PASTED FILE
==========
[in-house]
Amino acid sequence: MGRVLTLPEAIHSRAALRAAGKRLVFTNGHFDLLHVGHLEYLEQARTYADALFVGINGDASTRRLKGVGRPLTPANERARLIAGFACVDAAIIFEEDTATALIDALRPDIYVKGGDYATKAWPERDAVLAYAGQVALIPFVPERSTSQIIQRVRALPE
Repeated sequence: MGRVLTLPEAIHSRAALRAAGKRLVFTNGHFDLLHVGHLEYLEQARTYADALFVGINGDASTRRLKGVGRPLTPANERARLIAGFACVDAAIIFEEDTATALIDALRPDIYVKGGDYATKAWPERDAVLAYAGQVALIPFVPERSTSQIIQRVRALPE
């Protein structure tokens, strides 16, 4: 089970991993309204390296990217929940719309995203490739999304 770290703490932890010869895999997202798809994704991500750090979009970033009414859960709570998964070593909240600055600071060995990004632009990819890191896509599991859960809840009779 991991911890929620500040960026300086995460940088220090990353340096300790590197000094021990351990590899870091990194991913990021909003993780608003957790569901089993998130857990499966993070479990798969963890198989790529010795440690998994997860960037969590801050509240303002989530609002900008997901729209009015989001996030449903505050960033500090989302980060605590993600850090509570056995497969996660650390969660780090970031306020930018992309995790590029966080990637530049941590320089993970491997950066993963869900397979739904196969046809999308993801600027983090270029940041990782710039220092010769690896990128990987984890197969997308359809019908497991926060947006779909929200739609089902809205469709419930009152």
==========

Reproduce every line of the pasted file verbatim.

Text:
[in-house]
Amino acid sequence: MGRVLTLPEAIHSRAALRAAGKRLVFTNGHFDLLHVGHLEYLEQARTYADALFVGINGDASTRRLKGVGRPLTPANERARLIAGFACVDAAIIFEEDTATALIDALRPDIYVKGGDYATKAWPERDAVLAYAGQVALIPFVPERSTSQIIQRVRALPE
Repeated sequence: MGRVLTLPEAIHSRAALRAAGKRLVFTNGHFDLLHVGHLEYLEQARTYADALFVGINGDASTRRLKGVGRPLTPANERARLIAGFACVDAAIIFEEDTATALIDALRPDIYVKGGDYATKAWPERDAVLAYAGQVALIPFVPERSTSQIIQRVRALPE
């Protein structure tokens, strides 16, 4: 089970991993309204390296990217929940719309995203490739999304 770290703490932890010869895999997202798809994704991500750090979009970033009414859960709570998964070593909240600055600071060995990004632009990819890191896509599991859960809840009779 991991911890929620500040960026300086995460940088220090990353340096300790590197000094021990351990590899870091990194991913990021909003993780608003957790569901089993998130857990499966993070479990798969963890198989790529010795440690998994997860960037969590801050509240303002989530609002900008997901729209009015989001996030449903505050960033500090989302980060605590993600850090509570056995497969996660650390969660780090970031306020930018992309995790590029966080990637530049941590320089993970491997950066993963869900397979739904196969046809999308993801600027983090270029940041990782710039220092010769690896990128990987984890197969997308359809019908497991926060947006779909929200739609089902809205469709419930009152």